To say that the Los Angeles Dodgers are under-performing would be an understatement. They’re awful. They’ve been hit with a number of injuries to key players, and they continue to masquerade the likes of Juan Uribe, Luis Cruz, and Mark Ellis as viable infield options on a daily basis. The Dodgers are 18-26 today, which is far below whatever expectations a nearly $217 million payroll may have levied upon them.
Archive for the ‘Andre Ethier’ Category
Posted by Scott Lewis under Andre Ethier, Los Angeles Dodgers, News And Notes on May 22, 2013
Posted by Drew Fairservice under Andre Ethier, Los Angeles Dodgers on Dec 18, 2012
Great philosopher of our time Chris Rock once remarked on the difference between being rich and being wealthy. Sure, a professional athlete drawing huge paychecks is rich, but the owners who are able to pay somebody that much are wealthy. In baseball terms, I feel like this divide can be expressed in a similar way: anybody can sign free agents but only the truly wealthy teams can pay people just to go away.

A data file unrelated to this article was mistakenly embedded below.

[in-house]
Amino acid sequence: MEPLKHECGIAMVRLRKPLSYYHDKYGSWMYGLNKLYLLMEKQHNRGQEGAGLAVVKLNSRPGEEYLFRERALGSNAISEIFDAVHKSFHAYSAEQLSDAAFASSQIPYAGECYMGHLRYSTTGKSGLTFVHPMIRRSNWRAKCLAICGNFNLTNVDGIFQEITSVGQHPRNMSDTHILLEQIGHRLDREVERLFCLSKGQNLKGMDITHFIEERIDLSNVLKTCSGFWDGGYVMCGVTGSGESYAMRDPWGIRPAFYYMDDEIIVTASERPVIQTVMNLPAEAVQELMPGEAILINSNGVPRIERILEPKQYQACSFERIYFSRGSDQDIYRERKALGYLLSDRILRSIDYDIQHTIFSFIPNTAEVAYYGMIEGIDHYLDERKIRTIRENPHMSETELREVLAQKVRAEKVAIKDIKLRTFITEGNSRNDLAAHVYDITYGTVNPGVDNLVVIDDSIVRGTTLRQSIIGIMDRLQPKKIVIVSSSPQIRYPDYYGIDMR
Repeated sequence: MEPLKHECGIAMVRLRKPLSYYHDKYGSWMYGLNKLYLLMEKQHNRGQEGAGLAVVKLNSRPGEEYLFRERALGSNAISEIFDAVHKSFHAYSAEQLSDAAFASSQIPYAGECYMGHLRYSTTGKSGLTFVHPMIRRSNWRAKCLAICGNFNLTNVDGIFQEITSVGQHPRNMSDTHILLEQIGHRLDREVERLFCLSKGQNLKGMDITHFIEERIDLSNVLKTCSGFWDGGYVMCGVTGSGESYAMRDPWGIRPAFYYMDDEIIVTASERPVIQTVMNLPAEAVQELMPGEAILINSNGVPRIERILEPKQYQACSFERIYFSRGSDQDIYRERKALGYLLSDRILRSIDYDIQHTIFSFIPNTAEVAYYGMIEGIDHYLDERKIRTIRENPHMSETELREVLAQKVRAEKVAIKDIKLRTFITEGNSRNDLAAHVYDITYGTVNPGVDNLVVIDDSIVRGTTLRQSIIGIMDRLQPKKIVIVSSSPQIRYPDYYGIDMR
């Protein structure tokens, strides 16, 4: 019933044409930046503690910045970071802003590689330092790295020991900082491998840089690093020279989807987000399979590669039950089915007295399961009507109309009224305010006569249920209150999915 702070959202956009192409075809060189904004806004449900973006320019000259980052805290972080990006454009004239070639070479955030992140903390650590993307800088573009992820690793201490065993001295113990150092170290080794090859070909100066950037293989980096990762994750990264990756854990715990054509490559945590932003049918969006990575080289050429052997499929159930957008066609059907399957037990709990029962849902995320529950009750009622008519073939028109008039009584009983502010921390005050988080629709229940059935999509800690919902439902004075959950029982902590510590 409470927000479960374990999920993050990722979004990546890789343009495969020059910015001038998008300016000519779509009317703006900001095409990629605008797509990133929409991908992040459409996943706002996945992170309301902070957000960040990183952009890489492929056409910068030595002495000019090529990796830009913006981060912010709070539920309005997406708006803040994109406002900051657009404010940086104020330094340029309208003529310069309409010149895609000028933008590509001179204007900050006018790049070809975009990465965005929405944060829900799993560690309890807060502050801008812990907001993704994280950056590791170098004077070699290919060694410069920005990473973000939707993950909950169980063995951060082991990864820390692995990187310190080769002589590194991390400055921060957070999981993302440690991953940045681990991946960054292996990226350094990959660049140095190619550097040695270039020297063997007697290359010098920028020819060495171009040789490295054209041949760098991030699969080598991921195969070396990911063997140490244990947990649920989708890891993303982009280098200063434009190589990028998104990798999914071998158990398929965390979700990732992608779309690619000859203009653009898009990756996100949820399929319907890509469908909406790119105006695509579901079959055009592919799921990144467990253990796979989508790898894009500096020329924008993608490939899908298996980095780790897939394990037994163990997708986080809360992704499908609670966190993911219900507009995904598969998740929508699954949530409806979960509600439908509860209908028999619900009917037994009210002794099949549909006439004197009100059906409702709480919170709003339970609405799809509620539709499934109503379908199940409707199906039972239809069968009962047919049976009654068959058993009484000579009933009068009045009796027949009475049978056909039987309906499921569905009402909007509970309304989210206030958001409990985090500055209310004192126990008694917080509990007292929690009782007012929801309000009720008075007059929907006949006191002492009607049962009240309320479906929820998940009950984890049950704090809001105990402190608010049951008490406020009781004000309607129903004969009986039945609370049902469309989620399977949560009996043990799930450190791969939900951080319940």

The Dodgers are as wealthy as it gets in baseball. After buying up all the Red Sox contract albatrosses at the end of last season then signing Zack Greinke this December, the Dodgers have one of the best teams in baseball on paper.
Having the best team on paper in December doesn’t preclude the Dodgers from seeking upgrades. Considering LA goes into the season with an outfield of Jerry Hairston Jr. (until Carl Crawford comes back) – Matt Kemp – and Andre Ethier, there is certainly room to upgrade. How will the Dodgers look to create space? Perhaps moving the very-recently-signed Ethier will do the trick.
Posted by Dustin Parkes under Andre Ethier, Los Angeles Dodgers, News And Notes on Oct 30, 2012
According to several reports, the Los Angeles Dodgers are expressing interest in trading Andre Ethier, less than four months after signing the right fielder to a five year contract extension worth $85 million. The deal, which was seen as something of an overpay at the time, was made to look worse as the year progressed and Ethier’s struggles against left-handed pitching became more pronounced.